The June 2020 issue of The Structural Engineer, monthly publication of the UK’s Institution of Structural Engineers, was themed “Climate Emergency: Adapting to Change.” The issue included articles providing a framework for change, including guidance on education, low carbon and zero waste design, the business case for minimizing embodied carbon, and how structural engineers can share knowledge, resources, and action.
Profile of Kate Simonen
IN JUNE LAST YEAR, UK structural engineers declared a climate and biodiversity emergency and recognized the active role they have to play in cutting the roughly 40% of global carbon dioxide emissions which building and construction currently contribute to climate change.
Organisations large and small, from multinationals to small practitioners, have signed up to change working practices and advice to clients in order to push that percentage down and help the UK meet its 2050 zero-carbon ambitions.
The UK declaration mirrors a campaign launched in the USA in December 2019, known as the SE 2050 Challenge, which is supported by the Structural Engineering Institute (SEI) of the American Society of Civil Engineers. This also unites a group of structural engineers to ensure ‘substantive embodied carbon reduction in the design and construction of our structural systems by the collective structural engineering profession’. The mission is to reach structural systems with net-zero embodied carbon by 2050.
While there is a great deal of thought and energy from a lot of people going into the charge for net zero with these initiatives, behind them is one woman and her need to gather real data on embodied carbon in structural systems and materials. That woman is Kate Simonen, currently a professor of architecture at the University of Washington in Seattle, USA and founder, a decade ago, of the Carbon Leadership Forum (CLF).
The CLF is an industry–academic collaboration hosted at the University of Washington with the goal of eliminating embodied carbon in buildings and infrastructure by inspiring innovation and spurring change through collective action. It is a professional community of manufacturers, designers, builders and academics collaborating to pioneer research, create resources, foster cross-collaboration, and incubate member-led initiatives. SE 2050 was developed and incubated at the CLF.
Fifteen years ago, Simonen, who trained as an architect and structural engineer, had her own practice and became involved with a group interested in prefabricated energy-efficient homes. ‘We were going to import high-performance curtain wall panels and design homes to bring operational energy down to virtually nothing. But I asked myself, can you really claim to make a great low-energy house if you are importing material from as far away as China, for instance? What is the eco cost and the carbon cost of that journey and how much carbon was emitted in making the materials?’ Simonen remembers.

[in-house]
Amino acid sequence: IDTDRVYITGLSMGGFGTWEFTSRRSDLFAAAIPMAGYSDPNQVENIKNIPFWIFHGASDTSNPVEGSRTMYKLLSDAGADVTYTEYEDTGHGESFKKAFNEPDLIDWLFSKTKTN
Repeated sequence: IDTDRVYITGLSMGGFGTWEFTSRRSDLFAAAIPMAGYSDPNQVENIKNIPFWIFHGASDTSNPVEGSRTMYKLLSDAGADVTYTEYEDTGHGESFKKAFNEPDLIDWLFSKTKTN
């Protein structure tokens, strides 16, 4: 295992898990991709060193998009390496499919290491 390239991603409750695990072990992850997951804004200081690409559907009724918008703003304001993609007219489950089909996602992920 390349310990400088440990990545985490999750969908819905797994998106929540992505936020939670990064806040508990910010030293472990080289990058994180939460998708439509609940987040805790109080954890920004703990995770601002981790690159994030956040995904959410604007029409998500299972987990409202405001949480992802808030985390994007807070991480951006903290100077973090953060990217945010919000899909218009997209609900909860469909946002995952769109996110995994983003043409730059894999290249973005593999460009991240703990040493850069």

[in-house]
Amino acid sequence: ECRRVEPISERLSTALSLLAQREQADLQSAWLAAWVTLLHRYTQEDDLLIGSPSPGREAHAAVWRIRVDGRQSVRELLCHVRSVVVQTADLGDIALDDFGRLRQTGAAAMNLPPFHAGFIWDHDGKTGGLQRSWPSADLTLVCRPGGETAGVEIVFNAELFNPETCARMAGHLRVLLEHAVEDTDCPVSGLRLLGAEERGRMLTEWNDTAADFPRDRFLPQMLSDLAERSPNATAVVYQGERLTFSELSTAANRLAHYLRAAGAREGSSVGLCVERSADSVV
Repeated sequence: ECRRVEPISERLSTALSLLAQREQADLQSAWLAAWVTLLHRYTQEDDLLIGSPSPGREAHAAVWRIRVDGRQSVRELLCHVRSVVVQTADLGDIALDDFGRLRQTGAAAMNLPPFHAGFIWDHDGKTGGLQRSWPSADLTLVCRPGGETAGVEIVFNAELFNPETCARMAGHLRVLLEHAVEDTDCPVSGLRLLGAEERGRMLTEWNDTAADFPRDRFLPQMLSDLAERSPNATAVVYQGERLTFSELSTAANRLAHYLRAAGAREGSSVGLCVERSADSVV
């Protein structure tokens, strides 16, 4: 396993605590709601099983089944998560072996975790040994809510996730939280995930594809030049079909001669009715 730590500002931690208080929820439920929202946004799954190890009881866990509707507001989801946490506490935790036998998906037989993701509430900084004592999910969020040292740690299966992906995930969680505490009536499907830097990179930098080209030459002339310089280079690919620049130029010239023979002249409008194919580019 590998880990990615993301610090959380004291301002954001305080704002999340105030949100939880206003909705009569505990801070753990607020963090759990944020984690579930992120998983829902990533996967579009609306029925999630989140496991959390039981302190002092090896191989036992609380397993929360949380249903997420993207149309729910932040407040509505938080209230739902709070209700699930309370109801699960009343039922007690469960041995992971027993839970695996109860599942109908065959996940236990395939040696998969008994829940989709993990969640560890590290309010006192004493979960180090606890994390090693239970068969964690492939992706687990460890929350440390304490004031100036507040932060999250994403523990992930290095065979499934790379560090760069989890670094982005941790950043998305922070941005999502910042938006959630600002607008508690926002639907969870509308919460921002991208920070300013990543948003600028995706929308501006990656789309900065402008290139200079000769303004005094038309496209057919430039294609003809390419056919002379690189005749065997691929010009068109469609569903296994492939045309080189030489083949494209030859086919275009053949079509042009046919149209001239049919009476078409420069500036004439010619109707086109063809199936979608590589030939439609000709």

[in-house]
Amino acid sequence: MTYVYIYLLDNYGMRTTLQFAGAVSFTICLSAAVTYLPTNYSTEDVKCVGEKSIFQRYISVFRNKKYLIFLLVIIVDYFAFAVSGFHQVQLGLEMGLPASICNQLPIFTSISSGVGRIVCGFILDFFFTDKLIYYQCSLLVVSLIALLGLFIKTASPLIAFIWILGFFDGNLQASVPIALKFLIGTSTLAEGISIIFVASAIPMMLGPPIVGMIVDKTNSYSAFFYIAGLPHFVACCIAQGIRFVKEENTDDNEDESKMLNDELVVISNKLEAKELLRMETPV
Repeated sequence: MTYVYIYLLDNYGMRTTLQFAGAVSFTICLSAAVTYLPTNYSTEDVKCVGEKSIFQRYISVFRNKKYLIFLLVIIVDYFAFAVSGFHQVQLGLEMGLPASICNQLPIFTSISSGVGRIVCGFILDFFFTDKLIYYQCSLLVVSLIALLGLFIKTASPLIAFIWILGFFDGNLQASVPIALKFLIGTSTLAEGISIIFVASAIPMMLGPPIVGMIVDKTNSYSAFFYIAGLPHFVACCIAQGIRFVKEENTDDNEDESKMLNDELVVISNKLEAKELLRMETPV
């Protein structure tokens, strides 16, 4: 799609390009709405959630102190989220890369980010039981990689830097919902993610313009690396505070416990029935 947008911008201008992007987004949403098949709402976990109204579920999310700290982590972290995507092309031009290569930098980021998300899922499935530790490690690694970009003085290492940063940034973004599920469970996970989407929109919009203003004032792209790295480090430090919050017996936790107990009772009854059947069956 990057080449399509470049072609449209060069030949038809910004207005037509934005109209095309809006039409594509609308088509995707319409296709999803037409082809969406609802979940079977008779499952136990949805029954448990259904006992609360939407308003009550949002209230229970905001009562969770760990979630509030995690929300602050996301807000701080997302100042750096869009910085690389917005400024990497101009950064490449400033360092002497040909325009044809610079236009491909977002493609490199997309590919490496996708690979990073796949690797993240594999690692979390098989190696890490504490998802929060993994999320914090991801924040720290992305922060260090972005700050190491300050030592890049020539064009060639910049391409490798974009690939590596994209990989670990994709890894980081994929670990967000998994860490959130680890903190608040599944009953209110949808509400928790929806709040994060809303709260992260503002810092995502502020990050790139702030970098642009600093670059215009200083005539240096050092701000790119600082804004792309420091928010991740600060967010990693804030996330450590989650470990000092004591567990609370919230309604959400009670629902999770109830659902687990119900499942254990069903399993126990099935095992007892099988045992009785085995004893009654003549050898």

‘Everyone at the time was focused on reducing energy in operation to aﬀect carbon emissions – for typical buildings the great majority is in building operation, it’s a big number, it’s the obvious to go for first. But I knew that in structural engineering terms, the most impact I could make was in the smaller piece of the pie, the area of embodied carbon – that is, the carbon emitted in extraction, transportation and energy required to make the materials that go into a new building. I wanted to know what the low-embodied-carbon options were of various types of concrete, steel, cladding and so on, in order to make an informed decision as to what was best.’
There was no obvious, unbiased place to source that information, so Simonen decided she had better find out for herself.
‘I decided to move into academia so that I could work it out,’ she says. ‘Is it better to use local wood or import energy-efficient structure? I wanted to spend time answering those questions and I searched for an academic position that would allow me to do that.’
Simonen was an attractive proposition for a university. After studying architectural engineering as a degree, she followed it with graduate degrees at the University of California, Berkeley in advanced structures and architecture. Simonen then worked for five years as a structural engineer with a range of practices in San Francisco, on projects including seismic upgrades and new construction.
After working for several years in a mid-sized architectural firm, her next step was to set up and run her own architectural practice. The result was a great understanding of how architects and engineers work together to create structures, insight that undergraduates would find invaluable.
‘I joined the University of Washington to teach architecture to architectural students along with the basics of construction management and structural engineering, so my students can engage with other professions and do good work. It’s what I wished I’d known when I started out,’ she says.
‘When I was practicing as an engineer, it was easy to think that architects were clueless and discombobulated and engineers were on top of it, solving clear problems. Then, as an architect, I realized how many diﬀerent and complex drivers are happening during the creation of a building and how hard it was to be focused. Engineers concentrate on their particular specialties, architects on everything,’ she says.
‘That’s why, when I ran my own architectural practice, I hired a consultant structural engineer. I found it difficult to wear all the hats. If I was dealing with the client and how they wanted their rooms to look, I needed an engineer to make sure everything was structurally safe.’